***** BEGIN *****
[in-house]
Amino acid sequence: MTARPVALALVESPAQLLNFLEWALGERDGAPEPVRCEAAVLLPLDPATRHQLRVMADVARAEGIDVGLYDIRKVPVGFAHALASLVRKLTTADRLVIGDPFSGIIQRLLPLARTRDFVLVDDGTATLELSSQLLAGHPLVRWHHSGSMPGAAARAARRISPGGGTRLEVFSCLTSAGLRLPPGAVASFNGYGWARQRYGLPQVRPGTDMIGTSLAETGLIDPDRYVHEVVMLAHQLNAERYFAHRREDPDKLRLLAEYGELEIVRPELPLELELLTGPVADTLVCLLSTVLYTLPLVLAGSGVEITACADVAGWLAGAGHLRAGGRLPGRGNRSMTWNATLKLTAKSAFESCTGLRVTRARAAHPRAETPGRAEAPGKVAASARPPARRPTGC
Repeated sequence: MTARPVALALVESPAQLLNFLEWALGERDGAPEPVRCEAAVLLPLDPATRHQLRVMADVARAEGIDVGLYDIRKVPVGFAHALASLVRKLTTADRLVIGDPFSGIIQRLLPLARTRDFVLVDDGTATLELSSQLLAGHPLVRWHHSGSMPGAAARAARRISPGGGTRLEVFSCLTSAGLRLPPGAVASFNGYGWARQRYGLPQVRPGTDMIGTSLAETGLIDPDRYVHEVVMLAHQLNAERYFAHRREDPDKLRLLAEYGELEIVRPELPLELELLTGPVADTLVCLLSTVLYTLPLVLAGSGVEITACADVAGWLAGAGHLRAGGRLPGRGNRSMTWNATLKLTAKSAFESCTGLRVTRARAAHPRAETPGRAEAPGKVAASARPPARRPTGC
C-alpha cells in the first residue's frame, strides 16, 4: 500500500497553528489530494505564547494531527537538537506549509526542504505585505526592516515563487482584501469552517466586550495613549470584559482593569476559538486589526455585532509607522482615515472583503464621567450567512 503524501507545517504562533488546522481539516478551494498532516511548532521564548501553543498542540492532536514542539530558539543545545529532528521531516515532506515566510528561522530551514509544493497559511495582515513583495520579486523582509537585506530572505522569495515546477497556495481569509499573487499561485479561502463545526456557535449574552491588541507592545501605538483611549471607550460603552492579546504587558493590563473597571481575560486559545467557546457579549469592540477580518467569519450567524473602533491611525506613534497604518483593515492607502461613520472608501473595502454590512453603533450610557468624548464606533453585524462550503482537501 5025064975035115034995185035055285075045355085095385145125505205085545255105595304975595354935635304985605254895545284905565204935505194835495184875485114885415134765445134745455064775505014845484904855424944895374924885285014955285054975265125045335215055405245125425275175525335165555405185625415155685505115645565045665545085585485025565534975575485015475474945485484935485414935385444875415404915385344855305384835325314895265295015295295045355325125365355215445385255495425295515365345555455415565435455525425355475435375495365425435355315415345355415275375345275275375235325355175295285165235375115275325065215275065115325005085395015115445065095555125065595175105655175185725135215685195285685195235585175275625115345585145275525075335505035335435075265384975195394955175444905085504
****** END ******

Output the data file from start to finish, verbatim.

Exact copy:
[in-house]
Amino acid sequence: MTARPVALALVESPAQLLNFLEWALGERDGAPEPVRCEAAVLLPLDPATRHQLRVMADVARAEGIDVGLYDIRKVPVGFAHALASLVRKLTTADRLVIGDPFSGIIQRLLPLARTRDFVLVDDGTATLELSSQLLAGHPLVRWHHSGSMPGAAARAARRISPGGGTRLEVFSCLTSAGLRLPPGAVASFNGYGWARQRYGLPQVRPGTDMIGTSLAETGLIDPDRYVHEVVMLAHQLNAERYFAHRREDPDKLRLLAEYGELEIVRPELPLELELLTGPVADTLVCLLSTVLYTLPLVLAGSGVEITACADVAGWLAGAGHLRAGGRLPGRGNRSMTWNATLKLTAKSAFESCTGLRVTRARAAHPRAETPGRAEAPGKVAASARPPARRPTGC
Repeated sequence: MTARPVALALVESPAQLLNFLEWALGERDGAPEPVRCEAAVLLPLDPATRHQLRVMADVARAEGIDVGLYDIRKVPVGFAHALASLVRKLTTADRLVIGDPFSGIIQRLLPLARTRDFVLVDDGTATLELSSQLLAGHPLVRWHHSGSMPGAAARAARRISPGGGTRLEVFSCLTSAGLRLPPGAVASFNGYGWARQRYGLPQVRPGTDMIGTSLAETGLIDPDRYVHEVVMLAHQLNAERYFAHRREDPDKLRLLAEYGELEIVRPELPLELELLTGPVADTLVCLLSTVLYTLPLVLAGSGVEITACADVAGWLAGAGHLRAGGRLPGRGNRSMTWNATLKLTAKSAFESCTGLRVTRARAAHPRAETPGRAEAPGKVAASARPPARRPTGC
C-alpha cells in the first residue's frame, strides 16, 4: 500500500497553528489530494505564547494531527537538537506549509526542504505585505526592516515563487482584501469552517466586550495613549470584559482593569476559538486589526455585532509607522482615515472583503464621567450567512 503524501507545517504562533488546522481539516478551494498532516511548532521564548501553543498542540492532536514542539530558539543545545529532528521531516515532506515566510528561522530551514509544493497559511495582515513583495520579486523582509537585506530572505522569495515546477497556495481569509499573487499561485479561502463545526456557535449574552491588541507592545501605538483611549471607550460603552492579546504587558493590563473597571481575560486559545467557546457579549469592540477580518467569519450567524473602533491611525506613534497604518483593515492607502461613520472608501473595502454590512453603533450610557468624548464606533453585524462550503482537501 5025064975035115034995185035055285075045355085095385145125505205085545255105595304975595354935635304985605254895545284905565204935505194835495184875485114885415134765445134745455064775505014845484904855424944895374924885285014955285054975265125045335215055405245125425275175525335165555405185625415155685505115645565045665545085585485025565534975575485015475474945485484935485414935385444875415404915385344855305384835325314895265295015295295045355325125365355215445385255495425295515365345555455415565435455525425355475435375495365425435355315415345355415275375345275275375235325355175295285165235375115275325065215275065115325005085395015115445065095555125065595175105655175185725135215685195285685195235585175275625115345585145275525075335505035335435075265384975195394955175444905085504